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Author: Jeffrey A. Kaye
In 1881 Chancellor Otto Von Bismarck of Germany proposed the first social insurance program of government pensions for nonworking older citizens. The age chosen for eligibility was 70 (later lowered to age 65, which subsequently became popularized as a milepost for when a person is “old”). Although historians and gerontologists suggest that this was a cynical political move since at the time life expectancy from birth was less than age 50 and thus the number of pensions to pay out would be relatively small, the concept of support for aging well remains a valued goal. Now, however, it poses very different kinds of demographic challenges.
For a number of reasons, life expectancy trends in the United States have increased steadily during the past 40 years (Arias and Xu 2018). Accordingly, the number of older persons over age 65 has grown -rapidly, from 29 million in 2000 to 49.2 million in 2016, and the number is projected to climb to 78 million by 2035, when for the first time in America the “elderly” (those over age 65) will exceed the number of children (those under 18).
At the same time, the top concerns of aging—-physical health and personal finances—and the intersecting value proposition of surmounting these two concerns—remaining independent—remain a challenge. This results at multiple levels in stress to not only aging individuals but also their families and the institutions that support them.
The irony of living longer is illustrated by the ancient Greek myth of Tithonus whose lover Eos asked Zeus to grant Tithonus immortality. She should have asked for eternal youth. Instead the prince was doomed to an increasingly debilitating, dependent existence.
The age-associated risk of progressive disablement is why concerns about aging center around sustained health and in particular mental or cognitive function. Nearly half of those over age 65 have difficulty or need help with activities of daily living (Freedman and -Spillman 2014), and over a third of adults in the United States will develop cognitive impairment or -dementia after age 65 (Alzheimer’s Association 2018). This -latter statistic is of special concern because, of the top ten leading causes of death and disability, -Alzheimer’s disease and related dementias are the only ones with no prevention or cure. Without change, such as the development of effective management techniques, this age-driven disability alone will become a trillion-dollar expense in just the next 30 years.
With this context in mind, many policy and social changes have been proposed to ease the potential nexus of personal and societal strain posed by an aging society, often with an eye toward finding or shifting money to support the needs of a growing older population. For example, extended employment for older workers with part-time positions (thus generating additional tax revenue) or policies promoting and rewarding volunteering, care, and artistic work have been proposed. But many of these proposals suffer from the criticism that they “just throw money at the problem,” or will fail by trying to change deeply rooted cultural norms. They do not deal with the individual challenges of maintaining independence in daily life.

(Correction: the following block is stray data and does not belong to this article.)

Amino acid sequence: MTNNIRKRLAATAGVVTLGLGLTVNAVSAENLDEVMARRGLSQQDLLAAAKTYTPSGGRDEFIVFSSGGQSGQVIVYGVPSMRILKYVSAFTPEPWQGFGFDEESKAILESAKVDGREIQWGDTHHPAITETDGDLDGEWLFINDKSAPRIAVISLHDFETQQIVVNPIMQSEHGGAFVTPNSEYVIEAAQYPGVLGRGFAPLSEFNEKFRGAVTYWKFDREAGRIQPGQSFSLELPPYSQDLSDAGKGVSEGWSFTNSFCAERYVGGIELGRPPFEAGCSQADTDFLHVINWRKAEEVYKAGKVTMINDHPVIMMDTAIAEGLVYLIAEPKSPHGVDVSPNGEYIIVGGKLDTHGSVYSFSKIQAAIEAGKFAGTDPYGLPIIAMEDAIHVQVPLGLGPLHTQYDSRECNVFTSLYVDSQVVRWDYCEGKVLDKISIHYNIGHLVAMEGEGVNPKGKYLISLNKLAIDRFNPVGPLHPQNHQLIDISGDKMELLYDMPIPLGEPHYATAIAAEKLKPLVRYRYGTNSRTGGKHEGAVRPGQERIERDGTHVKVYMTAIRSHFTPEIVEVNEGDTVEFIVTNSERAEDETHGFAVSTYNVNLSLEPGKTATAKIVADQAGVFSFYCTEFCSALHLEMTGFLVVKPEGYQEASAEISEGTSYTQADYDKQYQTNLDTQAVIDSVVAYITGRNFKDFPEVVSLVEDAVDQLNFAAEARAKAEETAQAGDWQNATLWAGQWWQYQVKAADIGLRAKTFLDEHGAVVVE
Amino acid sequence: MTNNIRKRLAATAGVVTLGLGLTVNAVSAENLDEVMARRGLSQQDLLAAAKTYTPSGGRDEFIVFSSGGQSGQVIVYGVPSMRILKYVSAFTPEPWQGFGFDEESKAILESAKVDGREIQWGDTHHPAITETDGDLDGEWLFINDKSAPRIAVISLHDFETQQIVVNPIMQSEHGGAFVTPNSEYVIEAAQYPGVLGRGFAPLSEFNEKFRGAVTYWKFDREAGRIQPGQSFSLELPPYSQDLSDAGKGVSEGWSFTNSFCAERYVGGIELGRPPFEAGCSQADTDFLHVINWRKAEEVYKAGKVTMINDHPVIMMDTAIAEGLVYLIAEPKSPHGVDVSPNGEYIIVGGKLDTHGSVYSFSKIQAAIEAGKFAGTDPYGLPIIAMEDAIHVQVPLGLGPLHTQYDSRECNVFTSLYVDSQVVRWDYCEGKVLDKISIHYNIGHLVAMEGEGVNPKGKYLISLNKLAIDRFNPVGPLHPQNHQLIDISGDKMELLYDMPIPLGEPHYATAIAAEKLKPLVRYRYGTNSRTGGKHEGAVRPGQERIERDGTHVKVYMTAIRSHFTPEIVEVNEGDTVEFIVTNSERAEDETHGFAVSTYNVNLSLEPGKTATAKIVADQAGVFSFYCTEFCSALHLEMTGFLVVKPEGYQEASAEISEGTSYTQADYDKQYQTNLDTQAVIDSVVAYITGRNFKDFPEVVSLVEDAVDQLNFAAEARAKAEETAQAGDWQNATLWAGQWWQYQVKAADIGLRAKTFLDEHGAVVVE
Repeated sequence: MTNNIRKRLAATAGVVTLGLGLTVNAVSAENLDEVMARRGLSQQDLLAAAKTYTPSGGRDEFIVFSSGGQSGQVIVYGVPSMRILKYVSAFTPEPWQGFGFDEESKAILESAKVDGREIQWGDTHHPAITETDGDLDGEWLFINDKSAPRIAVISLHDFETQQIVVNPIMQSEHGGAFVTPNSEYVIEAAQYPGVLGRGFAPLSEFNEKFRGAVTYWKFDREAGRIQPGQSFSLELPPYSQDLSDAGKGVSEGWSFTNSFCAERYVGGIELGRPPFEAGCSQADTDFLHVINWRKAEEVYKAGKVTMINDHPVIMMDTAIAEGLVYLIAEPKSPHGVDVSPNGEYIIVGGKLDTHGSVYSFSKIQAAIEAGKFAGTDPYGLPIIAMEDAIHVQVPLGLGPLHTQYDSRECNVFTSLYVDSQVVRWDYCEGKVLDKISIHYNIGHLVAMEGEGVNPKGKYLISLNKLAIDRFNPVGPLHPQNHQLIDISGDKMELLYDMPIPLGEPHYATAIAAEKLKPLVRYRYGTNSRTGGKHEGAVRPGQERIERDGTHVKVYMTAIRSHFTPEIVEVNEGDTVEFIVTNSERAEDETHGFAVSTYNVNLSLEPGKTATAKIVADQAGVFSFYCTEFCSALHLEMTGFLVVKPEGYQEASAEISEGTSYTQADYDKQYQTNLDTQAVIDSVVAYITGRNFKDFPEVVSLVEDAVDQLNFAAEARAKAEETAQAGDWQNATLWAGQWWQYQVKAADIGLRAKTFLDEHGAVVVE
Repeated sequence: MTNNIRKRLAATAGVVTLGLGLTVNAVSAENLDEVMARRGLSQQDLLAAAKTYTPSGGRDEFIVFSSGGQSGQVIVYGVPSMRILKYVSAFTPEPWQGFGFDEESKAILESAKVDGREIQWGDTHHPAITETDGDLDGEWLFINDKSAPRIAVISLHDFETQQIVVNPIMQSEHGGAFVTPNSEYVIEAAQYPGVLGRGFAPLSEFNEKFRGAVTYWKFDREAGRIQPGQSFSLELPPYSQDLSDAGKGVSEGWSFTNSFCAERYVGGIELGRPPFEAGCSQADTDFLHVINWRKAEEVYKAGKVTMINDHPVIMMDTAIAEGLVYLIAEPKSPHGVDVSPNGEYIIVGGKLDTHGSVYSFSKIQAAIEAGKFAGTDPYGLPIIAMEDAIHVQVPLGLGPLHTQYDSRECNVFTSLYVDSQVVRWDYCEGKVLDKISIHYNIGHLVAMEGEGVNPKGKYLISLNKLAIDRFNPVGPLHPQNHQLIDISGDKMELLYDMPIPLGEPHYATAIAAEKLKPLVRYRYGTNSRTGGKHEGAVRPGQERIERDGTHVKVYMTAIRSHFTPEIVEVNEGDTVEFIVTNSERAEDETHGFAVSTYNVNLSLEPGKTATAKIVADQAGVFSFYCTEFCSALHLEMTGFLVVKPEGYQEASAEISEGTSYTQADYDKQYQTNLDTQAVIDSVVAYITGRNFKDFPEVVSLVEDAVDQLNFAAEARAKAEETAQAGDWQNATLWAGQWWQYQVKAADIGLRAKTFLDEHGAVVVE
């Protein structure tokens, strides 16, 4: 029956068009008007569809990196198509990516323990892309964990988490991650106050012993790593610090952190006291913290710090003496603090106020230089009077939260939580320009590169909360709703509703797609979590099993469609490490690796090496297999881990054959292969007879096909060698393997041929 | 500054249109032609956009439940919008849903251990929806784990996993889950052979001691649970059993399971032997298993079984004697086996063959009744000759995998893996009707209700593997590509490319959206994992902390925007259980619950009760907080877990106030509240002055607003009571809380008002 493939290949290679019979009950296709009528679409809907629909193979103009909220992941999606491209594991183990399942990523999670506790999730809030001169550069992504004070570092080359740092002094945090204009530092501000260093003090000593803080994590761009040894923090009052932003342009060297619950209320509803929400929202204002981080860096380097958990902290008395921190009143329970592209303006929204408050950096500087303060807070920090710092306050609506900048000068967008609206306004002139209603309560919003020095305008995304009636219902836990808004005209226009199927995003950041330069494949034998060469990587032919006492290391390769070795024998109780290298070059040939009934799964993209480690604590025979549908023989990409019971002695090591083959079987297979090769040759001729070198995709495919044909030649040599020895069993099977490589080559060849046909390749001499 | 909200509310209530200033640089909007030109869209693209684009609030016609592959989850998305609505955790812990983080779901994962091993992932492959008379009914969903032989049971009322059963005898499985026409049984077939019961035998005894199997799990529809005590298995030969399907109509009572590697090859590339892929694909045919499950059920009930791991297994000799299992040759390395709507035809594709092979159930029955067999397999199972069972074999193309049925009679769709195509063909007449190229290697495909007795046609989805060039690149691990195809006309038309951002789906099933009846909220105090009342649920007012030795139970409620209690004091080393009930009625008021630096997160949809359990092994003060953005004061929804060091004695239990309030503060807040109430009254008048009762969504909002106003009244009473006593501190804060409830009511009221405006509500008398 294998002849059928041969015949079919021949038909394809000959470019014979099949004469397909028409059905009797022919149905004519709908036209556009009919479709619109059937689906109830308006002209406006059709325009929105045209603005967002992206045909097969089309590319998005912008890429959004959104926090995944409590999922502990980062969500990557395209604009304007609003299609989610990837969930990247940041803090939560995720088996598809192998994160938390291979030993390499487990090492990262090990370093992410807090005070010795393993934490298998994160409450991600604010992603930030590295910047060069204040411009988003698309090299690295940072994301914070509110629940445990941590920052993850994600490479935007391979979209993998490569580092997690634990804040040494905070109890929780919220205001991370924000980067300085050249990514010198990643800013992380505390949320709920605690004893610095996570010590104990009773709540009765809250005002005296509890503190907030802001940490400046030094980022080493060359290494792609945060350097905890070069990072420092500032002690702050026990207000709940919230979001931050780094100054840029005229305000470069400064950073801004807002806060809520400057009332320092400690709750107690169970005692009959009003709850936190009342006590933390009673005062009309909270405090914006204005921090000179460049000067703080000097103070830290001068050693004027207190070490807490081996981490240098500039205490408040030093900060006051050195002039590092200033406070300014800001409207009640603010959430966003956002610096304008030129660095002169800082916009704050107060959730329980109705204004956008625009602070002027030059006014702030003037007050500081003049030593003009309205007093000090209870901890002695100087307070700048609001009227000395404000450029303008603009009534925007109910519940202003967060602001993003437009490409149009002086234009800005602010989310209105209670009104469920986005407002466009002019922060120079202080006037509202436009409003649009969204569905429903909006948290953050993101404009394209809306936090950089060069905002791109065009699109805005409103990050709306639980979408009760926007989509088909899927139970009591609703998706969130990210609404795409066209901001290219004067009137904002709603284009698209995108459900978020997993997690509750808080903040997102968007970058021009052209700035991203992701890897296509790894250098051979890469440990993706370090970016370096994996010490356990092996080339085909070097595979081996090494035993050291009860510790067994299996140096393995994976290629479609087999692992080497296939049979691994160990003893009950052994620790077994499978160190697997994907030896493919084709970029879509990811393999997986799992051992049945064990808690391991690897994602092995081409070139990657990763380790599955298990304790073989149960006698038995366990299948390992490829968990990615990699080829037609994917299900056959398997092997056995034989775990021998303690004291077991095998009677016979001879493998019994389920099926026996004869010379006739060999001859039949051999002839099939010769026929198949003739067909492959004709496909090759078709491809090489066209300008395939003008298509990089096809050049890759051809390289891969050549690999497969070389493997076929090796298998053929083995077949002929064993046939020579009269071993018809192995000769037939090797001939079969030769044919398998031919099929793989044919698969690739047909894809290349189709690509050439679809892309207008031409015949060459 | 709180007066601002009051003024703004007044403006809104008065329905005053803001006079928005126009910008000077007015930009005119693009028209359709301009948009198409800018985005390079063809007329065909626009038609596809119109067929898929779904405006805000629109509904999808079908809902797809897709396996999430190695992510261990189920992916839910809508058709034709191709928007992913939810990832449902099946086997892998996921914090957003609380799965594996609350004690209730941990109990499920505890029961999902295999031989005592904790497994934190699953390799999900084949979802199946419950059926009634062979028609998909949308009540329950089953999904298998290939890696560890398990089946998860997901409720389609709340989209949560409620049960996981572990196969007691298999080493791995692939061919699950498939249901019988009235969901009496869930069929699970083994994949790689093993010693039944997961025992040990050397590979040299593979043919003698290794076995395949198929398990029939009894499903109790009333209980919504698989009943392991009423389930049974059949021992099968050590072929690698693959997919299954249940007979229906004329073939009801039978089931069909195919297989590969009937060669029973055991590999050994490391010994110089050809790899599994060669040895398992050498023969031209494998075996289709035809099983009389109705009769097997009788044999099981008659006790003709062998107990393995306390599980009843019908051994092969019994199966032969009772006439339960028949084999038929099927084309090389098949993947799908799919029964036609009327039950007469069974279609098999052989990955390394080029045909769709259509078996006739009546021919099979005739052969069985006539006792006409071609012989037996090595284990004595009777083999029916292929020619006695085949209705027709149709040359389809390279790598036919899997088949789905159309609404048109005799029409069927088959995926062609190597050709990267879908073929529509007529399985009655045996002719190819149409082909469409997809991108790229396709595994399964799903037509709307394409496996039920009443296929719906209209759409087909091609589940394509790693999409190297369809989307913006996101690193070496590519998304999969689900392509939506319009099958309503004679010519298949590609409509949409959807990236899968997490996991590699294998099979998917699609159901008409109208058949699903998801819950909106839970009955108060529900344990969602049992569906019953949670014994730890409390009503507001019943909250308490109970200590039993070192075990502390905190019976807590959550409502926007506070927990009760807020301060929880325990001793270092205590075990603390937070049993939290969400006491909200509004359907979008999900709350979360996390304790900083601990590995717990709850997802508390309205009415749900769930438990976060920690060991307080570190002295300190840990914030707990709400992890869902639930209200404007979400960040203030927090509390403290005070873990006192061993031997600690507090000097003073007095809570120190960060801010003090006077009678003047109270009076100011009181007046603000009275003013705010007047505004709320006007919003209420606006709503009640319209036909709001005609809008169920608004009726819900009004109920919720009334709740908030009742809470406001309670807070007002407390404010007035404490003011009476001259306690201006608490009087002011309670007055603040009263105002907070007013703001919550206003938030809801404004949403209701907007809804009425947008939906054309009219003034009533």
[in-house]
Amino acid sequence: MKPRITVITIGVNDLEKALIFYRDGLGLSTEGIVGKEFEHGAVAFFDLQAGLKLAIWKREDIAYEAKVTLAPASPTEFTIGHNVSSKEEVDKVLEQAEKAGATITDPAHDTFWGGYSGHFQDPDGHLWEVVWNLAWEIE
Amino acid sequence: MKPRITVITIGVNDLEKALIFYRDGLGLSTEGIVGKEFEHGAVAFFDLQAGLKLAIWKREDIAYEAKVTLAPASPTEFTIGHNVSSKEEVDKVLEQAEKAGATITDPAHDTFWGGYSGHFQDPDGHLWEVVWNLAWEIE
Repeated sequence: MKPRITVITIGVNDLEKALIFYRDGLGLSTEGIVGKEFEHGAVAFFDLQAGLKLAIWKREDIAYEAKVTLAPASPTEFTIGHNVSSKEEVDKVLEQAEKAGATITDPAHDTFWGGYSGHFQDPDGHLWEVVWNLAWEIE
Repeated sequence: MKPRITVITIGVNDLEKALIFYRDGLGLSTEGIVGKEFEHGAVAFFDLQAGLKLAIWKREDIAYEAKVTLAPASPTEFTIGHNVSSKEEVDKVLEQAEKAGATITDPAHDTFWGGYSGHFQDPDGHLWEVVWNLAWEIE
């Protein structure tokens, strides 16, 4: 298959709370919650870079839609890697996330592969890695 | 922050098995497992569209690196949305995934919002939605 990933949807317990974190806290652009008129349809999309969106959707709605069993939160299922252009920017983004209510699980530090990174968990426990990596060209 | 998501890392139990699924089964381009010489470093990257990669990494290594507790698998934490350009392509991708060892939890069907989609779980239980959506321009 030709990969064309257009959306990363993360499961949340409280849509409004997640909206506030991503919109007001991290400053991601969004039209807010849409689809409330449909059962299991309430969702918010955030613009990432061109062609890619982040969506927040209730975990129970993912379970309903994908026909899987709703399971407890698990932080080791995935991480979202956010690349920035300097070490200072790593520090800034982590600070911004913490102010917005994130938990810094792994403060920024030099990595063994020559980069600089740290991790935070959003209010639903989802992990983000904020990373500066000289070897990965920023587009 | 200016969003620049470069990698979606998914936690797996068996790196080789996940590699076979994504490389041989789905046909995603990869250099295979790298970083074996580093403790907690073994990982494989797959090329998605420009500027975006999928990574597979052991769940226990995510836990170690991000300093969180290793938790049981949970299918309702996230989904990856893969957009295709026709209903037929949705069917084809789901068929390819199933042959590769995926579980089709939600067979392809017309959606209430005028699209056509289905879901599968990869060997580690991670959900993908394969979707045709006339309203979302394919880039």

A major opportunity to transform and improve the aging experience resides in the rapidly advancing field of digital technologies and related sciences. Of course, the word “technology” conjures up a range of concepts that differ depending on one’s point of view and age. Alan Kay famously observed in the 1980s that “technology is anything that wasn’t around when you were born.”
Today, technologies such as wearable devices, robots, smartphones and apps, and artificial intelligence (AI) pervade everyday activities and discourse, and they exist in a larger universe of technologies such as pervasive and ubiquitous sensing and computing, the Internet of (connected) Things (IoT), and high-dimensional data analytics. The articles in this issue of The Bridge explore the intersection of these technologies, engineering science, and aging to provide state-of-the-art reviews and perspectives of key topics in this area. The authors explain the promise of emerging technologies and solutions, as well as how to address challenges so as to fully realize their potential.
In the opening article Charles Consel and I explore the possibilities of the IoT to address age-related -changes and help maintain independence, using a hypothetical scenario of an older individual taking advantage of the connected world of sensors and devices with AI and services. One of the barriers to adoption of this vision is technology acceptance, an important subtext for many of the subsequent articles. A larger, more coordinated research ecosystem is needed to design, develop, deploy, and evaluate these technologies and generate needed evidence to move users, as well as governments, toward adoption.